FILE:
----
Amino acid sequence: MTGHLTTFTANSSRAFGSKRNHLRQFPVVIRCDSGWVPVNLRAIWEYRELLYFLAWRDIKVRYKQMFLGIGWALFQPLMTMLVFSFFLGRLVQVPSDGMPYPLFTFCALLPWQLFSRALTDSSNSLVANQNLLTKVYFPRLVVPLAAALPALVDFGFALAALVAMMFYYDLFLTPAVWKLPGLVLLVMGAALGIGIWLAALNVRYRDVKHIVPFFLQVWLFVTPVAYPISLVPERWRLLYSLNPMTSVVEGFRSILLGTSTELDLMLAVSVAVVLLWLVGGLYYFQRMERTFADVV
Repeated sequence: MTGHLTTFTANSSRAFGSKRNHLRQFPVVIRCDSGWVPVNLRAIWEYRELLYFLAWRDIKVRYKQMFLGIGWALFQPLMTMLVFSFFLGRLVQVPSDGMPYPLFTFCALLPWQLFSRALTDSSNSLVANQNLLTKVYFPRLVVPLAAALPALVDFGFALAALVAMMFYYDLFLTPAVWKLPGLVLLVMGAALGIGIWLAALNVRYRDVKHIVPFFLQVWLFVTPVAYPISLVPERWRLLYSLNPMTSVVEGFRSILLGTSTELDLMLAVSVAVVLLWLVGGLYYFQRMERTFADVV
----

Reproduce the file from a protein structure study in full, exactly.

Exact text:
Amino acid sequence: MTGHLTTFTANSSRAFGSKRNHLRQFPVVIRCDSGWVPVNLRAIWEYRELLYFLAWRDIKVRYKQMFLGIGWALFQPLMTMLVFSFFLGRLVQVPSDGMPYPLFTFCALLPWQLFSRALTDSSNSLVANQNLLTKVYFPRLVVPLAAALPALVDFGFALAALVAMMFYYDLFLTPAVWKLPGLVLLVMGAALGIGIWLAALNVRYRDVKHIVPFFLQVWLFVTPVAYPISLVPERWRLLYSLNPMTSVVEGFRSILLGTSTELDLMLAVSVAVVLLWLVGGLYYFQRMERTFADVV
Repeated sequence: MTGHLTTFTANSSRAFGSKRNHLRQFPVVIRCDSGWVPVNLRAIWEYRELLYFLAWRDIKVRYKQMFLGIGWALFQPLMTMLVFSFFLGRLVQVPSDGMPYPLFTFCALLPWQLFSRALTDSSNSLVANQNLLTKVYFPRLVVPLAAALPALVDFGFALAALVAMMFYYDLFLTPAVWKLPGLVLLVMGAALGIGIWLAALNVRYRDVKHIVPFFLQVWLFVTPVAYPISLVPERWRLLYSLNPMTSVVEGFRSILLGTSTELDLMLAVSVAVVLLWLVGGLYYFQRMERTFADVV